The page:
Ocean City Today
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OC businesses also largely opposed to H2Oi

Owners echo concerns of residents, government after raucous weekend car show
By Brian Gilliland | Oct 12, 2017
Photo by: Jason Dunne H2Oi participants without a formal event to attend leaves resort officials wondering what the next step will be.

(Oct. 13, 2017) The common thread of H2Oi participants’ response to the complaints of residents and government is that they spend money supporting local businesses. Many business leaders, however, say it’s a thread they would be willing to cut.

“There’s no doubt it brings a lot of people. People with license plates from Connecticut, Massachusetts, Canada, so does it bring visitors? Yes. Are they visitors we want? No,” Susan Jones, director of the resort’s Hotel-Motel-Restaurant Association, said this week.

Jones said one of her member restaurants served more meals than usual for this time of year, but then had to alert police two hours later because of burnouts in the parking lot.

“It’s not worth it for more business if you’re spending more on security,” she said.

Macky Stansell, owner of Macky’s on 54th Street, said his business was off by 30 percent from previous years, and blamed the slowdown partially on the traffic congestion experienced throughout the entire island during the weekend.

“It took me an hour and 15 minutes to get from Route 50 to the restaurant. The traffic is bumper-to-bumper with bad driving on top,” he said.

Stansell said he saw drivers taking photos with their phones while in motion on Coastal Highway, and even saw passengers exchanging items with lane-adjacent cars while in motion.

“I’m kind of at a loss what to do, because it’s been my previous experience to ignore the bully and they go away. I don’t think it’s going to help,” he said.

Stansell said he’s read the local reporting on the controversy surrounding the event, but in his opinion it’s a constitutional issue, and he’s not sure what to do.

Neely James, owner of Mother’s Cantina on 28th Street, had a different perspective, but she might argue that point.

“I only see the inside of my restaurant while I’m serving food during the event, so I don’t have a lot of perspective,” she said. “But it’s a really loyal crowd. Business is up for us from last year, and they’re always very respectful.”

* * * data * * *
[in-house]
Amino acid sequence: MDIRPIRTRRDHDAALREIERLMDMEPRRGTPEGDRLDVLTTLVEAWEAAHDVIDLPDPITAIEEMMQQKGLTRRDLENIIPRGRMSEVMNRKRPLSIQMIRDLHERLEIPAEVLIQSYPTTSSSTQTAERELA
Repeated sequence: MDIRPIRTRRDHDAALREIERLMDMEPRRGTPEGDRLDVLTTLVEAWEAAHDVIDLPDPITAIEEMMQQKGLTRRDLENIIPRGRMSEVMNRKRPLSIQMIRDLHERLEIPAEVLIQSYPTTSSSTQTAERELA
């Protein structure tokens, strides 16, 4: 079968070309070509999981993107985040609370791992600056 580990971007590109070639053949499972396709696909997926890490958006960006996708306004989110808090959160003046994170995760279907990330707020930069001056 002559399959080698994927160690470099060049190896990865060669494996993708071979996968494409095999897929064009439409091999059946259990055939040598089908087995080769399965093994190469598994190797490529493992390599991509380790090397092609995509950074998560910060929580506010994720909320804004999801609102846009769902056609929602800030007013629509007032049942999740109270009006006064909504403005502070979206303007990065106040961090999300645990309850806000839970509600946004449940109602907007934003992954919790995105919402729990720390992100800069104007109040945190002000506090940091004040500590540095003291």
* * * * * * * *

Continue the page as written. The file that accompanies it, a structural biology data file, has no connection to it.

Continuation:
For the staff of Mother’s, James said, the weekend is a break from the usual.

“We have much fewer problems than during a normal week,” she said.

But not everyone agrees.

“It started as a few bad apples, but there were a lot of bad apples this year,” Jones said.

And the behavior wasn’t limited to just the restaurants.

“They destroy hotels’ rooms,” Jones said.

Matt James, in addition to being an Ocean City councilman, is a general manager at the Carousel Hotel Group.

“I saw surprisingly little damage, but a lot of behavior you don’t want to see. I’ve never seen people treat employees this way. It’s the perfect example of bad business and I definitely wouldn’t consider us dependent on the group,” he said. “People are lumping all of the events into one but I think it’s a night and day difference between Cruisin’ and H2Oi.”

A general lack of regard for the people who live and work in the resort was evident not only in the general attitude of H2Oi enthusiasts, but their conduct as well.

“It’s frustrating to see them come here and show such complete disrespect — from the taped messages to drivers backing over police officers,” Jones said.

Several vehicles were spotted sporting profane messages scrawled out in brightly colored tape on vehicle doors, windows and side panels during the gathering two weeks ago.

Antonio Ambrosino, 18, of Seaford, Delaware was charged with two counts of attempted murder and numerous other infractions for allegedly intentionally striking a Sheriff’s deputy and an OCPD officer with his car while attempting to evade arrest earlier this month.

There are also iconic businesses that say they get absolutely nothing out of the event — good or bad.

“I wouldn’t say it causes us trouble, but it does absolutely nothing for us. The park gets nothing,” Chris Trimper, of Trimper’s Amusements said. “The families are more focused on Winefest. It’s not my favorite event, and a lot of them can be unpleasant but there’s some great ones too.”

As for possible solutions, this year’s lack of a formal, centralized event presents a challenge for the resort, as there is nothing left to remove, and no mechanism to prevent people from gathering in Ocean City.

Jones, Stansell and Councilman John Gehrig endorsed the idea of shouldering the H2Oi crowd out by scheduling a competing event at the same time next year.

“I think it’ll be part of the solution, but I don’t have too many details yet. I’ve seen this happening over a period of years but now we’re in a situation where we’re almost in emergency mode,” Gehrig said.

Jones was more direct.

“We need to displace them, and find something to replace it. Will it happen next year? Probably not, but we have to fill the rooms,” she said. “They all book at the last minute anyway.”

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